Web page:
To become a Friar you must kill a Friar to prove your loyalty, and drink their blood to obtain their life force. Then, you take over their membership. This prevents over-crowding.
7 Talk about the day-to-day hustle to make a living in comedy.
One day I’ll be performing at Caroline’s on Broadway and the next I’ll be doing it a graduation party in New Jersey (true story), but I just try to take it all in stride. One day all the rejection, missed opportunities and horrible gigs will make for very interesting memoir that I can charge at least $19.99 for.
8 Who are your comedy heroes?
Lenny Bruce, Steve Martin, Roseanne Barr, Joan Rivers, and any other comic that paved the way and made it possible for me to do what I do.
9 Talk about “working blue.”
Basically I think that society is too hung up on “bad words.” I can curse for 20 minutes straight and it will change your and my life in absolutely no way. And there are a million things in our culture that I wish we looked at that way. For instance, gay marriage; two guys get married and your life doesn’t change.
10 Have you ever bombed?
Any comic that tells you that they’ve never bombed is a liar. I’ve definitely had my off nights or shows that are just not conducive to comedy. I just power through because I’m a professional, then I go home and commit carbocide.
11 Tell us about your brush with Robin Williams.
It was less than a brush! I ended up getting bumped from a show because Robin Williams took my spot, which isn’t too shabby. I spoke with him for a moment and made him laugh … it was like I won some sort of comedy gold medal!
12 You’ve lived in New York for seven years now. What was the hardest thing to get used to?
The lack of space starts to drive you a little nuts. I miss having a big living room and a yard!
13 What’s a line you won’t cross in your comedy?
I think rape jokes can be a little too much. I just feel like a larger percentage of women than people realize have been the victims of sexual assault, not to mention that it’s a threat to every woman every day. I think there’s a difference between jokes that are racist and racial, or jokes that are homophobic and jokes that make fun of homophobia.
14 What would make you come back home?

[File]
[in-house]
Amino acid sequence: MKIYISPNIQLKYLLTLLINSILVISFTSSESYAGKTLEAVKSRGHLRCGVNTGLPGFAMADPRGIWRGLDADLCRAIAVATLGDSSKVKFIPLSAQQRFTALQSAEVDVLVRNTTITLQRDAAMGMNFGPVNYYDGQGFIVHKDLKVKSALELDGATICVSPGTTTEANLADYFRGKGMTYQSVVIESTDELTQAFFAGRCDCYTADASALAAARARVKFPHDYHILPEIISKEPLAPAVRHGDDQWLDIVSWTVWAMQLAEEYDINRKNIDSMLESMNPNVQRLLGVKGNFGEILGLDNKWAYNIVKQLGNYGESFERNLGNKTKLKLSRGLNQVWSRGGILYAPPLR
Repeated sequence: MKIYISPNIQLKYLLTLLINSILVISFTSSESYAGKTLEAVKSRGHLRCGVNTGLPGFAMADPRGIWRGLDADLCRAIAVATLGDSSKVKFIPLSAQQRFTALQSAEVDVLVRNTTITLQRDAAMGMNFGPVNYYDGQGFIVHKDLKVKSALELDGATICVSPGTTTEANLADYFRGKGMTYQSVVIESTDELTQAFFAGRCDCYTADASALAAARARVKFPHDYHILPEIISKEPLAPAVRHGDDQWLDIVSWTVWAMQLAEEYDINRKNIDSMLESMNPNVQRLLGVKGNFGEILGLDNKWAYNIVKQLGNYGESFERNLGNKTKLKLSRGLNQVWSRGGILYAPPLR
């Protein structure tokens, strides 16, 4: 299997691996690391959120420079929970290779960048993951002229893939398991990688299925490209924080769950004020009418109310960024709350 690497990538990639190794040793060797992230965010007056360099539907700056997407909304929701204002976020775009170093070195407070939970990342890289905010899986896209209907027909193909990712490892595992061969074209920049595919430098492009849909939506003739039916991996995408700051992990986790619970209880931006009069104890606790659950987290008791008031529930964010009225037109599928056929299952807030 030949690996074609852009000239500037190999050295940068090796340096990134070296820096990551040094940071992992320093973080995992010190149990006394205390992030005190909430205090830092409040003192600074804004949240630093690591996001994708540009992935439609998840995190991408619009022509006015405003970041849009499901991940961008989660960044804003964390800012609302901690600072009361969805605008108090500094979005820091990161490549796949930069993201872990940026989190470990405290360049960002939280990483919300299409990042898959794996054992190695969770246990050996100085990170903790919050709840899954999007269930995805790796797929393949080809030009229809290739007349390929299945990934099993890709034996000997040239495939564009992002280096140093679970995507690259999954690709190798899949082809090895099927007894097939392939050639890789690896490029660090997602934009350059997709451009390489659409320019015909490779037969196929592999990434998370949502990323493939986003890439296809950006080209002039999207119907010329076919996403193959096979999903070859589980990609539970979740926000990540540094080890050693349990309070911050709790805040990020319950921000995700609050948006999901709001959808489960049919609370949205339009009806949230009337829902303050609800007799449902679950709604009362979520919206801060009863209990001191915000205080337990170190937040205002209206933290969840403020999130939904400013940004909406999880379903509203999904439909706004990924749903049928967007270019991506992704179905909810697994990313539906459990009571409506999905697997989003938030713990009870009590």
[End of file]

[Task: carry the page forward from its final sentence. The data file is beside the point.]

I do come back a couple times a year to see my friends and family. There really isn’t much of a stand-up comedy scene in Fort Wayne, so I’m sure that you understand that I need to be where the work is. I know that when the time comes for me to start my own family, I would definitely need to move back to the Midwest.
15 What food makes you laugh when you see other people eating it?
Rice with chopsticks is nearly impossible and sure-fire amusement. Just ask the waitress for a spoon, you pretentious d-bag.
16 What do you think is funny?
The hypocrisy. Everyone freaks out about Janet Jackson’s boob and Anthony Weiner’s … well, you know, but people are demanding that we see pictures of dead Osama bin Laden and you can watch Saddam’s execution on You Tube.
17 What’s your favorite memory?
I’ve shown all of my friends in New York You Tube clips of Happy The Hobo, and I think he’s getting an even larger cult following!
18 What’s it like seeing yourself on You Tube and to know that 36,873 people have seen you singing about something we can’t write about in a family magazine?
I always say I’m not “family friendly” because I don’t want to perform for families. Watch my videos after your kids go to sleep.
19 What’s been your family’s reaction? You outed your brother; was he cool with that?
I didn’t out my brother! He’s out. He’s fine with the jokes I tell about him, maybe a little flattered that he’s been memorialized in my set.
20 Talk about your mad rappin’ skillz, yo! How’d you get so good?
What can I say? I’m the Notorious V.A.G.